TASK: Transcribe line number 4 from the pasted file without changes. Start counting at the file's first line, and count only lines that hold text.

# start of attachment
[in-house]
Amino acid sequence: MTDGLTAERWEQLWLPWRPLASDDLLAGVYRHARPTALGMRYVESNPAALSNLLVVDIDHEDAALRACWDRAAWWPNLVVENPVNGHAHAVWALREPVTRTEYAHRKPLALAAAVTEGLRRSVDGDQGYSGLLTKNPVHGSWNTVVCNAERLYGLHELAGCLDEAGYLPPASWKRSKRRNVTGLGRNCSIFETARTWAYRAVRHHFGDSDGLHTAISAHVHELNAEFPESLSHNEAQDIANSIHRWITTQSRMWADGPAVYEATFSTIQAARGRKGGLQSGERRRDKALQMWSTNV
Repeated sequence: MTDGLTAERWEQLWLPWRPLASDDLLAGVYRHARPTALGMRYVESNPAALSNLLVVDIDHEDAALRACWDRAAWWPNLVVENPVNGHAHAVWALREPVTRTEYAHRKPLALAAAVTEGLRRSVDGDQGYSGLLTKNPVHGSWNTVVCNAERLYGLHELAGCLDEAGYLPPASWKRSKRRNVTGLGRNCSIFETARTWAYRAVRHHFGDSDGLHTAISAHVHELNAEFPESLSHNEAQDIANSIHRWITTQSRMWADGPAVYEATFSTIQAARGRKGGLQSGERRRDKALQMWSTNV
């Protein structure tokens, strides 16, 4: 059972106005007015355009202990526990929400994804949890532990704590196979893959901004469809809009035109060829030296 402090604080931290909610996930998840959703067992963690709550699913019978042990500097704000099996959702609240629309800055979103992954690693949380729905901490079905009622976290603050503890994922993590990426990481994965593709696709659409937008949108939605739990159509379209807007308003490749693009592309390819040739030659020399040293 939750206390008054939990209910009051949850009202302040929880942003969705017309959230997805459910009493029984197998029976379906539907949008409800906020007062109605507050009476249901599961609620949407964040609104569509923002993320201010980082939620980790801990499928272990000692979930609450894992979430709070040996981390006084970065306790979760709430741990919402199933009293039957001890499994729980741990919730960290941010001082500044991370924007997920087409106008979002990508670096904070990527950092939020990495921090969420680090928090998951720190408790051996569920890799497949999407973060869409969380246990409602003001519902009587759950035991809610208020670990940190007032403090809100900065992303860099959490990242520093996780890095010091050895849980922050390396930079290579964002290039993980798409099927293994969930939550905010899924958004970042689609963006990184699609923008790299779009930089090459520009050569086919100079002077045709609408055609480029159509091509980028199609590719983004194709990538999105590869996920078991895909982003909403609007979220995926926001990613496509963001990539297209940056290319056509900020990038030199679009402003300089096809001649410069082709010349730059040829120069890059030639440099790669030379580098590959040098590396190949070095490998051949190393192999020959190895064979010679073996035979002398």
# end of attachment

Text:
């Protein structure tokens, strides 16, 4: 059972106005007015355009202990526990929400994804949890532990704590196979893959901004469809809009035109060829030296 402090604080931290909610996930998840959703067992963690709550699913019978042990500097704000099996959702609240629309800055979103992954690693949380729905901490079905009622976290603050503890994922993590990426990481994965593709696709659409937008949108939605739990159509379209807007308003490749693009592309390819040739030659020399040293 939750206390008054939990209910009051949850009202302040929880942003969705017309959230997805459910009493029984197998029976379906539907949008409800906020007062109605507050009476249901599961609620949407964040609104569509923002993320201010980082939620980790801990499928272990000692979930609450894992979430709070040996981390006084970065306790979760709430741990919402199933009293039957001890499994729980741990919730960290941010001082500044991370924007997920087409106008979002990508670096904070990527950092939020990495921090969420680090928090998951720190408790051996569920890799497949999407973060869409969380246990409602003001519902009587759950035991809610208020670990940190007032403090809100900065992303860099959490990242520093996780890095010091050895849980922050390396930079290579964002290039993980798409099927293994969930939550905010899924958004970042689609963006990184699609923008790299779009930089090459520009050569086919100079002077045709609408055609480029159509091509980028199609590719983004194709990538999105590869996920078991895909982003909403609007979220995926926001990613496509963001990539297209940056290319056509900020990038030199679009402003300089096809001649410069082709010349730059040829120069890059030639440099790669030379580098590959040098590396190949070095490998051949190393192999020959190895064979010679073996035979002398």